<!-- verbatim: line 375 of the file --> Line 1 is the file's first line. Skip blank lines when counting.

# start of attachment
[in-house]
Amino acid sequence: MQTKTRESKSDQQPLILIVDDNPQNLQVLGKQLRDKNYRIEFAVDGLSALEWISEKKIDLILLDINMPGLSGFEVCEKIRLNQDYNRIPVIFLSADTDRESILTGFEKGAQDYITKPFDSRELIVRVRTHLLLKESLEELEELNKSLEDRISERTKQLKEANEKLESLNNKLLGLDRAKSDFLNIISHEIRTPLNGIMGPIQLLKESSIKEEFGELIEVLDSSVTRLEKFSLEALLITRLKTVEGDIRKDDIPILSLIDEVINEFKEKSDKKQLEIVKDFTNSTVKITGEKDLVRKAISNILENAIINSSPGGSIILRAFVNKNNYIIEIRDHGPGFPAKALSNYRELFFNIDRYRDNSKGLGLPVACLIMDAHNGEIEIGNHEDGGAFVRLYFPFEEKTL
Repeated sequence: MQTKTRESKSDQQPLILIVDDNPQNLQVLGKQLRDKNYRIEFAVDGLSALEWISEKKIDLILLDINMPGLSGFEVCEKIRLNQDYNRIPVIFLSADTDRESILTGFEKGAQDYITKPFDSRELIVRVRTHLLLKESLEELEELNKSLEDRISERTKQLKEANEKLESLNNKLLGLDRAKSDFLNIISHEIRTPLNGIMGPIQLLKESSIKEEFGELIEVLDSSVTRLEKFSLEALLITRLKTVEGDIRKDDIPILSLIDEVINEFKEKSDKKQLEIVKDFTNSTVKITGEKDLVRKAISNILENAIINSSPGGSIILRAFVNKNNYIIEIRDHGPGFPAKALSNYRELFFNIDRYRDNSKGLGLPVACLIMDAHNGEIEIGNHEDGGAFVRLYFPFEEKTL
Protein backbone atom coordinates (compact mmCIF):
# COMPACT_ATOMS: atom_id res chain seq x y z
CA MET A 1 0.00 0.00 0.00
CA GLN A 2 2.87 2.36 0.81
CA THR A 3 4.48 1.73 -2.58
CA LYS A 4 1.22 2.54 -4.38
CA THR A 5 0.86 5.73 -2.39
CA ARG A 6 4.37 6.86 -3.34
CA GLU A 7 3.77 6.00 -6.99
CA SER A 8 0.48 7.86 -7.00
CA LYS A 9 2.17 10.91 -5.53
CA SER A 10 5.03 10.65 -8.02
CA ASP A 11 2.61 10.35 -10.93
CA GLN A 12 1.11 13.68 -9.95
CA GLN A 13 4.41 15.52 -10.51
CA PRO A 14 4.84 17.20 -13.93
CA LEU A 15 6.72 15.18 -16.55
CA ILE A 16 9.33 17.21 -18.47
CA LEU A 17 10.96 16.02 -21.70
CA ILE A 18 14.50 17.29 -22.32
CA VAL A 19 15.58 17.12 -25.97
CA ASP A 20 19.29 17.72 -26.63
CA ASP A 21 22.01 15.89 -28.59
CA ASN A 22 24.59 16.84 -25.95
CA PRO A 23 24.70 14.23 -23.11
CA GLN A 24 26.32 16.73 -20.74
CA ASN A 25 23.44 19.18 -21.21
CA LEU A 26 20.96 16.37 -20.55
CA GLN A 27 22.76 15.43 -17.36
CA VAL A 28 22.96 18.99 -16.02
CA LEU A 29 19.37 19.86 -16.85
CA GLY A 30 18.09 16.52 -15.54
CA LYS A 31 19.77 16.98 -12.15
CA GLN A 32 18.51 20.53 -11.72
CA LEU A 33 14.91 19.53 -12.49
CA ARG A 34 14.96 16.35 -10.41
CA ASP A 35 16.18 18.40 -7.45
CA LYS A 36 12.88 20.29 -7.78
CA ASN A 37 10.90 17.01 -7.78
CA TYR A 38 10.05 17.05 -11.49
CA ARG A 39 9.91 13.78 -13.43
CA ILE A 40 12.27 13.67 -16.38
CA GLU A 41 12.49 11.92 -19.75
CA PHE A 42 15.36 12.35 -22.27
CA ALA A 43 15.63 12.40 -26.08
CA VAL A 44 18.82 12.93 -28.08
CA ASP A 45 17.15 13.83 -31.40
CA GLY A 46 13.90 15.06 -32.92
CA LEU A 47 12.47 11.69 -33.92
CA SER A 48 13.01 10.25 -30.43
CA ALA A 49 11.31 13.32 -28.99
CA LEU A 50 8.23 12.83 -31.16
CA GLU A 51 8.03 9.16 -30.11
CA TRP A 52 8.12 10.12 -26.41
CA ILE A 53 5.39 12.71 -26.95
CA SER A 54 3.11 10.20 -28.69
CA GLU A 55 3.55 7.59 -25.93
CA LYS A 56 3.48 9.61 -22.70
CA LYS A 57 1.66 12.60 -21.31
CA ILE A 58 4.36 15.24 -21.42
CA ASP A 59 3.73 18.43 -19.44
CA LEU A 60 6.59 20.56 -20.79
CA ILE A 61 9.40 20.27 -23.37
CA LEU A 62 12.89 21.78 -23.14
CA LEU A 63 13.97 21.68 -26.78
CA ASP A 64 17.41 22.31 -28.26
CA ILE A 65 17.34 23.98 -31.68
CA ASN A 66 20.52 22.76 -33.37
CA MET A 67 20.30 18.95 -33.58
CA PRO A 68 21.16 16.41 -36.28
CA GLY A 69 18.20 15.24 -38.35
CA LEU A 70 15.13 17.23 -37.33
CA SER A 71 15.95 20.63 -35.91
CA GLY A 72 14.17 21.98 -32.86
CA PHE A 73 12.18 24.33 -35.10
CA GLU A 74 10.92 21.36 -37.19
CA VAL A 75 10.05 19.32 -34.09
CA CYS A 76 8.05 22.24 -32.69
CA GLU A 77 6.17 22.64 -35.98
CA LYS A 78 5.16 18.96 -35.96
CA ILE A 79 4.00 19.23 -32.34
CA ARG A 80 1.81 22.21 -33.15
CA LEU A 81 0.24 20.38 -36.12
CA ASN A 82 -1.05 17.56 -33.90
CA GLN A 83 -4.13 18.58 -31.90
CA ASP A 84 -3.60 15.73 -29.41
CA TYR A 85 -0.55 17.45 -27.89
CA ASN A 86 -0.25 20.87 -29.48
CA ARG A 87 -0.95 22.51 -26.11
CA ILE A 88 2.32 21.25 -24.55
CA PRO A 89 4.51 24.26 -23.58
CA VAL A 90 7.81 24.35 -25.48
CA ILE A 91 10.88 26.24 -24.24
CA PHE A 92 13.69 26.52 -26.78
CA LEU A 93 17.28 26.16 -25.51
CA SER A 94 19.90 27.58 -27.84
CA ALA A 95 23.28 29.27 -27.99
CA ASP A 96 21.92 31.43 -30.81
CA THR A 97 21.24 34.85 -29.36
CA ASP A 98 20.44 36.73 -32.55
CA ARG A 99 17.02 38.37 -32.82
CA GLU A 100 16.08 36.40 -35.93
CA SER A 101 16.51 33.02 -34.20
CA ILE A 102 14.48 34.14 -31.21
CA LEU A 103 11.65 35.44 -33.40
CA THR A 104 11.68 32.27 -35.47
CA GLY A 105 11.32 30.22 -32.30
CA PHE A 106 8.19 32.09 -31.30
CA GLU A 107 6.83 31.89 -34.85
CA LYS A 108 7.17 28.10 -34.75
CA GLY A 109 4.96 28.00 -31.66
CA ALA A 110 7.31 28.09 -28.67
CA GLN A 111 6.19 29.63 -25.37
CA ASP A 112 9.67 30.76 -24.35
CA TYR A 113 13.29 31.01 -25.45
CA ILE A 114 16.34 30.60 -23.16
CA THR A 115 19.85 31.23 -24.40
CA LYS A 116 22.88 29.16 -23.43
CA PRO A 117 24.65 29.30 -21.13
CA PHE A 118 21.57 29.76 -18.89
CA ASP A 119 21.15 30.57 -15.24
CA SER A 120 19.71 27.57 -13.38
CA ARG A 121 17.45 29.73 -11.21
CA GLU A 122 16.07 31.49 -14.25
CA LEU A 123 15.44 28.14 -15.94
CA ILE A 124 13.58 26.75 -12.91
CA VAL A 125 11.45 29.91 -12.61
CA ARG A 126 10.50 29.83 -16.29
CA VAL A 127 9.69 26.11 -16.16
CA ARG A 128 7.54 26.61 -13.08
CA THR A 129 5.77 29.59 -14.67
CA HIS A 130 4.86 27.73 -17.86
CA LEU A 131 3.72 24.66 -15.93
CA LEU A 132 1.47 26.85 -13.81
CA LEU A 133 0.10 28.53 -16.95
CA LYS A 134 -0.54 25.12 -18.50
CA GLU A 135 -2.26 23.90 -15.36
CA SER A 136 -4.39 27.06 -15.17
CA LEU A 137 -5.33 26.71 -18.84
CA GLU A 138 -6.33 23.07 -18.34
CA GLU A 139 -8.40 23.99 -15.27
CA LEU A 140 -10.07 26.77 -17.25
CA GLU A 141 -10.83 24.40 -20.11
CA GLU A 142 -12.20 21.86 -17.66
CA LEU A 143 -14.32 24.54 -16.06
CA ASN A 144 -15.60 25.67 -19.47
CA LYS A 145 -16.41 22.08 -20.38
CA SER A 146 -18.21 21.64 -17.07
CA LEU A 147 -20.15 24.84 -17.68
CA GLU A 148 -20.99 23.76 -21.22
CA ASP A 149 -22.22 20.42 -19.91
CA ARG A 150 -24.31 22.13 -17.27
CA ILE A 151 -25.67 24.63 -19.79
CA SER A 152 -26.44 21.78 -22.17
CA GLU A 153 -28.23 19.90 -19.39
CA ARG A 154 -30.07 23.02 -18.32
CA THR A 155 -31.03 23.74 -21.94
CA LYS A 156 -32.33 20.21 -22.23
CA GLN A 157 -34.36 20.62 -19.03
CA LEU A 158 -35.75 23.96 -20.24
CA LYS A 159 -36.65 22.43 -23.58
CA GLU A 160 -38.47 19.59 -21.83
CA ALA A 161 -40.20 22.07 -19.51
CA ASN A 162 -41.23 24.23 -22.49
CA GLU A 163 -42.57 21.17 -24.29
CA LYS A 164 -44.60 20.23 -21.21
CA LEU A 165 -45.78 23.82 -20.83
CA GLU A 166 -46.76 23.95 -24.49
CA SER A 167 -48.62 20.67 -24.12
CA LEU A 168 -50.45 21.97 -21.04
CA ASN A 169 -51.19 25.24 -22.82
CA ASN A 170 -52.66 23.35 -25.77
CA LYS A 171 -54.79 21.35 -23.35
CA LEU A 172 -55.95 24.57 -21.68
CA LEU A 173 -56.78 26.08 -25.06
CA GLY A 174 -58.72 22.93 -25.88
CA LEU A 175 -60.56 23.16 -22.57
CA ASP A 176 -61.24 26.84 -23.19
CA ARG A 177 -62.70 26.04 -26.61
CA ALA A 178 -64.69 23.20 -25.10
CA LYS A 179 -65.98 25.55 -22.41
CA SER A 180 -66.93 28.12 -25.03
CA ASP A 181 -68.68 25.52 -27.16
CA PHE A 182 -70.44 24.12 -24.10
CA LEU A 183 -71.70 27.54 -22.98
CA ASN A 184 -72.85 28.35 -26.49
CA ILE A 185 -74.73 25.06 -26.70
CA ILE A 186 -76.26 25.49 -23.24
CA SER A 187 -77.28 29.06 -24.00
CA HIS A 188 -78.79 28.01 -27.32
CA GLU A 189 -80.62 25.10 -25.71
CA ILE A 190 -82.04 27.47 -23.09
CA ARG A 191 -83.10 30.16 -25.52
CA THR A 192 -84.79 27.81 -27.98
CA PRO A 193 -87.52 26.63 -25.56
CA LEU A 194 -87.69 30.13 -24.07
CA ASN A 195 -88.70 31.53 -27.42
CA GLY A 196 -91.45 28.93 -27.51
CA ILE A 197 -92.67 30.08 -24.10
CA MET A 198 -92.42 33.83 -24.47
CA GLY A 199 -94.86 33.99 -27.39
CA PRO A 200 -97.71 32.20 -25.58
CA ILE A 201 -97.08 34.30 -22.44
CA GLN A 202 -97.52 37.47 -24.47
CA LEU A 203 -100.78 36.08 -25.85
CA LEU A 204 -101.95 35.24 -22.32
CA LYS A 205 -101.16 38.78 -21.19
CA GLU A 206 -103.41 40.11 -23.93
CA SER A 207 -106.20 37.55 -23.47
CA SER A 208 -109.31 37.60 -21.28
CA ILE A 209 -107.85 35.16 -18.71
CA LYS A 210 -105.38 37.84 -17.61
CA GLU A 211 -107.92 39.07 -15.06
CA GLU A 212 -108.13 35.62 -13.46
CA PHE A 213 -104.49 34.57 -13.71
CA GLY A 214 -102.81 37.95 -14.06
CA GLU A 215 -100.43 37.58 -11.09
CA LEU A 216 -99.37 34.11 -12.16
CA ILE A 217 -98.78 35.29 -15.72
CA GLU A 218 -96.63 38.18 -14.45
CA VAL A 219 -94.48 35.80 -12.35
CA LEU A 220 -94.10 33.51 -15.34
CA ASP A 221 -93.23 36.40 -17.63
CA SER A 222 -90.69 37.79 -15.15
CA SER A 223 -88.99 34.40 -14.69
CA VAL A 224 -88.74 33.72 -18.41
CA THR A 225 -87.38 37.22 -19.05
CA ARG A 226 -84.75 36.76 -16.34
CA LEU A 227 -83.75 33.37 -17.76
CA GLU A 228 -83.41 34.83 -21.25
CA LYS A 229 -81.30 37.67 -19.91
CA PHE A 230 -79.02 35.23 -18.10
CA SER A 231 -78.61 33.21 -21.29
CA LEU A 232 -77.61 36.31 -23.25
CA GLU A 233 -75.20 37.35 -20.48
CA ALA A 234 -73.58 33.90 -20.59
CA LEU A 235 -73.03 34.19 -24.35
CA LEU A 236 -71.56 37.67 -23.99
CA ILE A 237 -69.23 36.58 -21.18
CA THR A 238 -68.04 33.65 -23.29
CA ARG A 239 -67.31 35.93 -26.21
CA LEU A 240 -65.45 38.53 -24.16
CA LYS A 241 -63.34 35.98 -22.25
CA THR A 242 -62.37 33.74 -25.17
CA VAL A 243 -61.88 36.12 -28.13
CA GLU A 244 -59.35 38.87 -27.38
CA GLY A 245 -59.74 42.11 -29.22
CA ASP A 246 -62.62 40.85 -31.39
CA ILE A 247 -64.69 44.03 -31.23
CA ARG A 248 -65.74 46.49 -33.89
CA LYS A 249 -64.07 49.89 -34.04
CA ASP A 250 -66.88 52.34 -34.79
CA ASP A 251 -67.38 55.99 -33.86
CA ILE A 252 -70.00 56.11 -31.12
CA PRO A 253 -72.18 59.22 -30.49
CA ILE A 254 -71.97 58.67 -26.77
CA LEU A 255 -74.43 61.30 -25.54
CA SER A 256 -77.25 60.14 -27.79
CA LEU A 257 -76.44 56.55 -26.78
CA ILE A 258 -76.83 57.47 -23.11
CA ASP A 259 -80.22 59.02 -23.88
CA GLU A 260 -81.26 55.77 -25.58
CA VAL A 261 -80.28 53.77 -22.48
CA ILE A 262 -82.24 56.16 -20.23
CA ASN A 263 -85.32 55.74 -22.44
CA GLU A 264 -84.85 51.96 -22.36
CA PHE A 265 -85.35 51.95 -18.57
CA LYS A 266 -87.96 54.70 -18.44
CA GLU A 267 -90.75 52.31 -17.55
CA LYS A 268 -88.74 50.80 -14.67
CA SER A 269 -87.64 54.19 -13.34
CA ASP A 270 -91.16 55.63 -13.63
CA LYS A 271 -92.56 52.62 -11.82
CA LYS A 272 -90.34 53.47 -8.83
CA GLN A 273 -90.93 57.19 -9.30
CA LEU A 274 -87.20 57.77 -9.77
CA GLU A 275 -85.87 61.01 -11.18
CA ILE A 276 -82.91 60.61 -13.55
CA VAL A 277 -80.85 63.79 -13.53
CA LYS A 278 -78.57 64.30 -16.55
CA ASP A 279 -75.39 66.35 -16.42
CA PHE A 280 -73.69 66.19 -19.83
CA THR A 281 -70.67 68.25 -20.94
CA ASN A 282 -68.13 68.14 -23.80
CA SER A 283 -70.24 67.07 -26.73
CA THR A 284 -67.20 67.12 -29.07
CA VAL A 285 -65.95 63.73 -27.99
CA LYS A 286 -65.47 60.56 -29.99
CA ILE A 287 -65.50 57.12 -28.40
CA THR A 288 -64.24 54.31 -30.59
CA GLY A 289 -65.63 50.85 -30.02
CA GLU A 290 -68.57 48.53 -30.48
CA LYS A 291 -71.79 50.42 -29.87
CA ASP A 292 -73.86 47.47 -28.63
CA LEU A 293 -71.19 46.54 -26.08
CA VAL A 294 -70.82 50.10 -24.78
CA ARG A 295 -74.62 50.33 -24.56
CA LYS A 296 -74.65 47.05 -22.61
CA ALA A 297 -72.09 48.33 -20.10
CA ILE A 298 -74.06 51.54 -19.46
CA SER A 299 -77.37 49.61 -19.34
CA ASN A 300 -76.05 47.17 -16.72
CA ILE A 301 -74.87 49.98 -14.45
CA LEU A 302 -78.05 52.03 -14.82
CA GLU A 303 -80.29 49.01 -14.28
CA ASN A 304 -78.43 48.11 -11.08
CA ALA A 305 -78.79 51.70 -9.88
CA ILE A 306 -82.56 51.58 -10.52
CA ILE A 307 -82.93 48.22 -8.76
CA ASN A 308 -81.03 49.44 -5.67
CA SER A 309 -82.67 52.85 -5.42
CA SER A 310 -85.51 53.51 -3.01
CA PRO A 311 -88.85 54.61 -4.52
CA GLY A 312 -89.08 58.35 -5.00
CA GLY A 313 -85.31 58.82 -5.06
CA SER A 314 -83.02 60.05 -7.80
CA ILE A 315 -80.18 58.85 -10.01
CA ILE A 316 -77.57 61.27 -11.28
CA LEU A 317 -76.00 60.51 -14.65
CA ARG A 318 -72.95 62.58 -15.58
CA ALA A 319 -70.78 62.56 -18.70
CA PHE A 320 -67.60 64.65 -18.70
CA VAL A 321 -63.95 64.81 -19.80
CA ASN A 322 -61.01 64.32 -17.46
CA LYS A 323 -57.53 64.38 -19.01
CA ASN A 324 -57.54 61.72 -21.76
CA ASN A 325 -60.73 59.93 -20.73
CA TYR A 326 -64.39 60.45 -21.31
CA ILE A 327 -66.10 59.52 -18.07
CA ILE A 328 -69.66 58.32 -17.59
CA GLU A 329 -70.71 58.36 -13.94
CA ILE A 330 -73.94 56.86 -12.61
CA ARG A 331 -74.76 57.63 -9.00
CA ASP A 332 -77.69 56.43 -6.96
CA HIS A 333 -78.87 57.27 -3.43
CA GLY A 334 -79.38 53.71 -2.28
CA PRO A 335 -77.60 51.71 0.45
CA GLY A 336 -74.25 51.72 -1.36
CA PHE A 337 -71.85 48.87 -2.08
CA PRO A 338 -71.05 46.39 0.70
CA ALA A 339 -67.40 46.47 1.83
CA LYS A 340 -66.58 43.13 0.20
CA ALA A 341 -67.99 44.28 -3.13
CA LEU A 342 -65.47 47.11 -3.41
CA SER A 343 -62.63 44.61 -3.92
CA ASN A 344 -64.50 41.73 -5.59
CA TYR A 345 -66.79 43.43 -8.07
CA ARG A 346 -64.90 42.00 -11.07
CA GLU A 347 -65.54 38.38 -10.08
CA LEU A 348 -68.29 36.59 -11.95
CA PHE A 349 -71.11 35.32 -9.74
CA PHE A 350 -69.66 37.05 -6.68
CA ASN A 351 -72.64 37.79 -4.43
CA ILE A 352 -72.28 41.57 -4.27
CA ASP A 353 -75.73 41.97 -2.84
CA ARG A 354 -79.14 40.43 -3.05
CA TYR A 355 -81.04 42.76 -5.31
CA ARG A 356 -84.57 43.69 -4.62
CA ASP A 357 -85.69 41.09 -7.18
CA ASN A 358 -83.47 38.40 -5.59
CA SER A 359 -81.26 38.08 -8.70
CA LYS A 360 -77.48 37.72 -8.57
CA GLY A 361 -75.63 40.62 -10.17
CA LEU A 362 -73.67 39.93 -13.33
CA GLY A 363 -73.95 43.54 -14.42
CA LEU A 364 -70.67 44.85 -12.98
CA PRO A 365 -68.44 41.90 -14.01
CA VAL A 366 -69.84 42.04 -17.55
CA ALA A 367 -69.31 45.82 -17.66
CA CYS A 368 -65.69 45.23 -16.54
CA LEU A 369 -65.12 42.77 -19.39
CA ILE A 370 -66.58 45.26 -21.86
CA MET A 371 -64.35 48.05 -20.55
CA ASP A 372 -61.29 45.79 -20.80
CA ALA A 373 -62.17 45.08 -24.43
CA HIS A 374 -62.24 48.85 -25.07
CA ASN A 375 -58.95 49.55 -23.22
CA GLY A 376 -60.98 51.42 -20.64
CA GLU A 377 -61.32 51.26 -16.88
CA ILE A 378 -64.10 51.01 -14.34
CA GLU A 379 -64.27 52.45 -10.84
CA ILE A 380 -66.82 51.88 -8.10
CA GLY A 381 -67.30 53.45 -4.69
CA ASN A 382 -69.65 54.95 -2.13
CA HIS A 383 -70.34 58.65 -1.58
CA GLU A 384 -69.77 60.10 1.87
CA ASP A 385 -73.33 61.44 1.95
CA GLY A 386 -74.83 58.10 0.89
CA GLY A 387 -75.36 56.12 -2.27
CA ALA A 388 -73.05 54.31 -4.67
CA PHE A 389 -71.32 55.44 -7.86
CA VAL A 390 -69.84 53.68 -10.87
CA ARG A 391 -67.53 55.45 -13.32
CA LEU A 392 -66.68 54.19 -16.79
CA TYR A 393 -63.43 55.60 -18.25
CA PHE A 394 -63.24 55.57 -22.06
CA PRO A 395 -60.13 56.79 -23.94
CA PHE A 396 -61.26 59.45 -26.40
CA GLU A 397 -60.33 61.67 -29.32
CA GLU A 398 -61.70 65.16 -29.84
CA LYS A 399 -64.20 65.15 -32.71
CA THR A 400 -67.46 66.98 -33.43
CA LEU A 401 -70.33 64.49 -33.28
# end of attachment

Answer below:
CA ILE A 370 -66.58 45.26 -21.86